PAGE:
Water seems to be plentiful, but the irrigation system is clogged with weeds and needs a thorough clean up. I think U section concrete water ways would be a good way to better manage the resources, it would also help to dry out the land which seemed a tad on the muddy side to me, but that could have been due to the three weeks of incessant rain we've had of late... but I'm getting ahead of myself as usual.

We looked over the land with the estate agent, and went on to see a couple of other places. I found myself comparing all of them to this one though, and they all seemed to be lacking something in comparison. Anyway, after trudging around the country side for the best part of the afternoon, Sato san took us to meet a couple of his previous customers who were doing something similar to what we are envisioning, in as much as they live pretty much self sufficiently and away from the towns. One man in particular was very inspiring. A builder by trade, he had built his own house and a small, traditionally styled 'lodge' from where he runs 'self-build' courses for other fools like us. He uses timber from the forests, and gets pretty much all the difficult to make yourself stuff (windows etc.) from demolition sites and recyclers. He said he'd be happy to show us where to get stuff cheaply or for free, and help us with advice on constructing a place of our own if we wanted it.

After all this, and as twilight closed in, we said thanks to Sato san and told him we'd be in touch. He wasn't at all pushy, and said that he understood these things need time and careful consideration.

Having nowhere booked for the night, and a whole day of estate agents lined up for Sunday, we headed for McD to sit and drink coffee for a bit. We checked the maps and as we did so, both decided that no-one would know if we parked up for the night on the plot that had grabbed us so earlier in the day. So that's what we did. It was quiet like I haven't heard for a long while, and the lights in the houses across the valley flicked off one by one. By 10 there were barely any lights at all and had it not been so cloudy, I expect the stars would have astounded us. We wrapped up warmly, and despite VW Polos not being the most comfortable of cars to sleep in we drifted off fitfully with our heads buzzing with ideas. We were woken by a spectacular thunderstorm at about 3am and watched as the whole valley was lit up below.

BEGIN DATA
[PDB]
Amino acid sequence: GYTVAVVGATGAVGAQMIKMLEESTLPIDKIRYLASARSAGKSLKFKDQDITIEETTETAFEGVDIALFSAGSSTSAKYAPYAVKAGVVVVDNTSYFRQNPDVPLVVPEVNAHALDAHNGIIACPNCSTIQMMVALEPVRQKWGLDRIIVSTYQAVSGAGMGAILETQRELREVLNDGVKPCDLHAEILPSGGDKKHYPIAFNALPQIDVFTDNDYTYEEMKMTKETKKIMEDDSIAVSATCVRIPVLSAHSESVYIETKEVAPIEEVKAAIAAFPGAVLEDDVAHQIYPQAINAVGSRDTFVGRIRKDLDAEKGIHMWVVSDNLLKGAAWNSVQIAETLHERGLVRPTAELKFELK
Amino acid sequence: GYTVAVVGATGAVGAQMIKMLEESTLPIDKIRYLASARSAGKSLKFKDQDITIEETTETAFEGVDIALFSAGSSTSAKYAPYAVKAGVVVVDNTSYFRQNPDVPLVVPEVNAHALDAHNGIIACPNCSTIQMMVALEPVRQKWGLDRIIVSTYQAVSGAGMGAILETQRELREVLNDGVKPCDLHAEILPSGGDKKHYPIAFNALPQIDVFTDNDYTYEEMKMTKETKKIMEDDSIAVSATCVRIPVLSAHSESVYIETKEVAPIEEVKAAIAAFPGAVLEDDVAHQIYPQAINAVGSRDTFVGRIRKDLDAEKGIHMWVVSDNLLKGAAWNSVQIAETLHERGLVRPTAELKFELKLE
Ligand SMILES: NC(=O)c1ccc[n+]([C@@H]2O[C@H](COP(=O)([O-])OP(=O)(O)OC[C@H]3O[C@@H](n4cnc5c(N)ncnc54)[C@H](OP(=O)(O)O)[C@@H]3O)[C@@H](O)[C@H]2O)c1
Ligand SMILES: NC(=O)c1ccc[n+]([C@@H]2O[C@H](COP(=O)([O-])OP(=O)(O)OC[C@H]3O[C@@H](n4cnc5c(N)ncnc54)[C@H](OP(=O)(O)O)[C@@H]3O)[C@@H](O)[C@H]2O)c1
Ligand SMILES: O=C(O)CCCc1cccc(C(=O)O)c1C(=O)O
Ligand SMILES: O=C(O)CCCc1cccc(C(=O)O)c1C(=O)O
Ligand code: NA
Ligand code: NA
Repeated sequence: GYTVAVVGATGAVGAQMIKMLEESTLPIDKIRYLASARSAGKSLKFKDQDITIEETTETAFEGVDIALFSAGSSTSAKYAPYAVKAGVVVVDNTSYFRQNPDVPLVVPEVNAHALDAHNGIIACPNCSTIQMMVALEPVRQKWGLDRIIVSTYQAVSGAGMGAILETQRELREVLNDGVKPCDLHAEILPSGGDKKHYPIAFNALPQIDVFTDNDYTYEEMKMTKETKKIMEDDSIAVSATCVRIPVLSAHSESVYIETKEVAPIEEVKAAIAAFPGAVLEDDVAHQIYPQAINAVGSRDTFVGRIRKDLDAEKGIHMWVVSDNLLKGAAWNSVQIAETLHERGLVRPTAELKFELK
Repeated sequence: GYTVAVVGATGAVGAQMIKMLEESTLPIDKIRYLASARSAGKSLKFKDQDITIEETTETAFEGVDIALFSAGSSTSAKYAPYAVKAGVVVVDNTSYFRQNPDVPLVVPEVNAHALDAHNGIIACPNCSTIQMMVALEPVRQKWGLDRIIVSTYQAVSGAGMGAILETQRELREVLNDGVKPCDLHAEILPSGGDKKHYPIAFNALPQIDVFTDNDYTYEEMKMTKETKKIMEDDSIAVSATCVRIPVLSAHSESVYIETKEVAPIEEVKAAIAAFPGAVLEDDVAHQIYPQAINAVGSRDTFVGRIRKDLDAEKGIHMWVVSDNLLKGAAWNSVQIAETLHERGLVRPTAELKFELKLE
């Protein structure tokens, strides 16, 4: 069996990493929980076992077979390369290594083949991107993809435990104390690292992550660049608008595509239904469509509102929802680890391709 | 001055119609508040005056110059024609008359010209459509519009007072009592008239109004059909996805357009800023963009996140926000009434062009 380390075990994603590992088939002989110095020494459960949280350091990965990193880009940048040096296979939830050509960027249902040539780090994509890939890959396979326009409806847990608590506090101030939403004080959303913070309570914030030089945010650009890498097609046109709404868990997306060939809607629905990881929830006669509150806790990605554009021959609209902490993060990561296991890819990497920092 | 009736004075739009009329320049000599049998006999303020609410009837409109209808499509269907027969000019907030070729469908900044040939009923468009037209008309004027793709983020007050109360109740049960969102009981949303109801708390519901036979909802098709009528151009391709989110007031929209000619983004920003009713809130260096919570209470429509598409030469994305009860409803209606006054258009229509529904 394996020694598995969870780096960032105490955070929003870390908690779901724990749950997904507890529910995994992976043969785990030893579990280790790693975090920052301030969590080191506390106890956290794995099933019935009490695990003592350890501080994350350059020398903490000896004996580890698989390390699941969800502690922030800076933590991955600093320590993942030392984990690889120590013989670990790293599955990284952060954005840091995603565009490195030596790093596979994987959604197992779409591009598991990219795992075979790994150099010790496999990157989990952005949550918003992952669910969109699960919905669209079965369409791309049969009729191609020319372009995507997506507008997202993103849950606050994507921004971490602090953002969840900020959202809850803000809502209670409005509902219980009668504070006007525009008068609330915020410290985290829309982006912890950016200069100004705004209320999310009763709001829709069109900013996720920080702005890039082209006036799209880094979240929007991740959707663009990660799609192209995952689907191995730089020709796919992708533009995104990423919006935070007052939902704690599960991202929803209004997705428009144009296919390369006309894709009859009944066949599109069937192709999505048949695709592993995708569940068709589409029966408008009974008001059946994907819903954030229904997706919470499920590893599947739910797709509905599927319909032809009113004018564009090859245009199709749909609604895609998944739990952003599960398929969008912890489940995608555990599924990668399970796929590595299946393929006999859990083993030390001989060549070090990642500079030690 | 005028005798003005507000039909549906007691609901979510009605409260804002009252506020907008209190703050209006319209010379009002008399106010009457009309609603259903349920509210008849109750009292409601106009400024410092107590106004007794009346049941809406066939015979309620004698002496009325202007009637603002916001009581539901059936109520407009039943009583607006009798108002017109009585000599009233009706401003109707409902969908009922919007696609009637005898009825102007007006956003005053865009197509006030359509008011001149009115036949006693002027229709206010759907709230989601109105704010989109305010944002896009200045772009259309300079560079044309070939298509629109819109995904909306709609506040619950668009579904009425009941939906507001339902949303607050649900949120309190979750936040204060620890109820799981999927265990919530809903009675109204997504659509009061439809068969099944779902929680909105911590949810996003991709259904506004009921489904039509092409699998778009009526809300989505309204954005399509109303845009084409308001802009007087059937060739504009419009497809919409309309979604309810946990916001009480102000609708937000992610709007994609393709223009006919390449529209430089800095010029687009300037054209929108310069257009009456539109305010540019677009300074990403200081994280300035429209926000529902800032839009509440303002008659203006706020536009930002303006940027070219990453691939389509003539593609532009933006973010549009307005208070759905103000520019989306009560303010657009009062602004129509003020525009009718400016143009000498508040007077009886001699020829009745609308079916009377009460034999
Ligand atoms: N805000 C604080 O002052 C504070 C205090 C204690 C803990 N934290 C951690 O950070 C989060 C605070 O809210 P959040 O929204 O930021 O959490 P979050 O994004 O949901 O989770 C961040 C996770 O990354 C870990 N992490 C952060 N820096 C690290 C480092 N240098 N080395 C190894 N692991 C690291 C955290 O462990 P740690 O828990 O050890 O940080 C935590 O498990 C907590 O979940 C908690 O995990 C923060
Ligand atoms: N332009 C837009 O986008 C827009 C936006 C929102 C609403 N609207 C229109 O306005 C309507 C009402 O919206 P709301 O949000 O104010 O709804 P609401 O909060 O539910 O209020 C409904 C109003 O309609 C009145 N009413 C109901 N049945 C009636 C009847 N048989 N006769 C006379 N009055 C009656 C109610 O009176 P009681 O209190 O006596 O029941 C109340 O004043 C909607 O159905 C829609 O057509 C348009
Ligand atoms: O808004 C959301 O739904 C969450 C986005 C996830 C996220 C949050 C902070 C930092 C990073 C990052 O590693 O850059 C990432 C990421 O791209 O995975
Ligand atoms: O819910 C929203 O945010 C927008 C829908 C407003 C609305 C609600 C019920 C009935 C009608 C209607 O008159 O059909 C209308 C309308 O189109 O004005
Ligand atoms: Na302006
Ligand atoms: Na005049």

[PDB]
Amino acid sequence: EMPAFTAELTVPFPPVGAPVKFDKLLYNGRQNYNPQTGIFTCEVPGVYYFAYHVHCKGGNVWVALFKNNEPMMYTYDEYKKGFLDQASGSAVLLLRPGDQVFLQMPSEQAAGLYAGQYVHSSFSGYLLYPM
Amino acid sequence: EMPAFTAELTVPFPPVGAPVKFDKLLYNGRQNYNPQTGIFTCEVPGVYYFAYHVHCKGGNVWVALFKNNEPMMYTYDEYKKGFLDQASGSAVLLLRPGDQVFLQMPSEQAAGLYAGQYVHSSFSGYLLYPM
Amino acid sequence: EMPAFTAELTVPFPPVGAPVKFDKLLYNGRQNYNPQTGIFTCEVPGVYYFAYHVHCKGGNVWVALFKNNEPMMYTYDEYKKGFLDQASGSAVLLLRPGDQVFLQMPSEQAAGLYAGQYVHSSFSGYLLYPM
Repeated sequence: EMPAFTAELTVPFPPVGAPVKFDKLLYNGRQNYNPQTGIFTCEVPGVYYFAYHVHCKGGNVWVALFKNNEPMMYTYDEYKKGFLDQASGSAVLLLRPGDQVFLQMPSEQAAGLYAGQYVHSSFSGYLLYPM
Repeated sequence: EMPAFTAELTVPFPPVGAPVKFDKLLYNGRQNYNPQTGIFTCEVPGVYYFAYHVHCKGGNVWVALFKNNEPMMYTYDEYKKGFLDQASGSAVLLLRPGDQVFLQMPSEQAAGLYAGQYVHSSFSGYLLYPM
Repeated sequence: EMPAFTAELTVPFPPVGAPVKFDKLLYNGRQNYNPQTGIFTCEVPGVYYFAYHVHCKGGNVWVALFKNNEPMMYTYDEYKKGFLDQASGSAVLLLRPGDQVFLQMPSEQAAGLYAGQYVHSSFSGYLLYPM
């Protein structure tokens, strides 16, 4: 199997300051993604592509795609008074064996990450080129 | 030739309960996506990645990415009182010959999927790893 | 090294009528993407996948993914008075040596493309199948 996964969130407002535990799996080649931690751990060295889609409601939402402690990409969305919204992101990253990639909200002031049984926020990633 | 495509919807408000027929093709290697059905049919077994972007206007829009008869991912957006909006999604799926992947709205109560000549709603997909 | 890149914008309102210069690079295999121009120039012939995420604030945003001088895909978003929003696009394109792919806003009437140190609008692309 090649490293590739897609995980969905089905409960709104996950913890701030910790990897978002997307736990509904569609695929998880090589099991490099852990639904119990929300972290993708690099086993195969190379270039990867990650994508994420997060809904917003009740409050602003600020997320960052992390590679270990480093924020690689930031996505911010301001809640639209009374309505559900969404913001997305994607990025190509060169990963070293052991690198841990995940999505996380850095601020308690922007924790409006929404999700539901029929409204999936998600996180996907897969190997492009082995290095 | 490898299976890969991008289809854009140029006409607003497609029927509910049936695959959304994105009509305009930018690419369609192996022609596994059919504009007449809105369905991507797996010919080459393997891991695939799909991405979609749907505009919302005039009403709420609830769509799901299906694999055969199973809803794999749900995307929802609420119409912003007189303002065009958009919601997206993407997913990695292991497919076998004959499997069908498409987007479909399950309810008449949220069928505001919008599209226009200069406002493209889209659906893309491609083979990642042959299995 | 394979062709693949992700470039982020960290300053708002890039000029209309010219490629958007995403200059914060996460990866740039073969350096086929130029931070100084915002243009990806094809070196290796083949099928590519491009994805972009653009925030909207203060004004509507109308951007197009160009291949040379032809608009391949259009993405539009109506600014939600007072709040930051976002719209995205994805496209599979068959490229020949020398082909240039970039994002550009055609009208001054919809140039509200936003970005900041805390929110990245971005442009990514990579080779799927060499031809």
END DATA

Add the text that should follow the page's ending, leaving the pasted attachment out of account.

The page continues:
At sunrise, we woke and took another stroll around the property. Climbing right up to the ridge, and poking around all the terraces trying to figure out just how it might be turned into a home. Ideas came thick and fast, and our imaginations started getting the better of us... for the rest of the day as we toured more properties, it was referred to as 'our place'.

We'll have to wait and see. We have another month before going to the UK, and only then will we have to make a final decision on whether it'll be Japan or the UK for the duration.
[PR]
by guibi | 2010-03-23 01:54 | About Us:私達について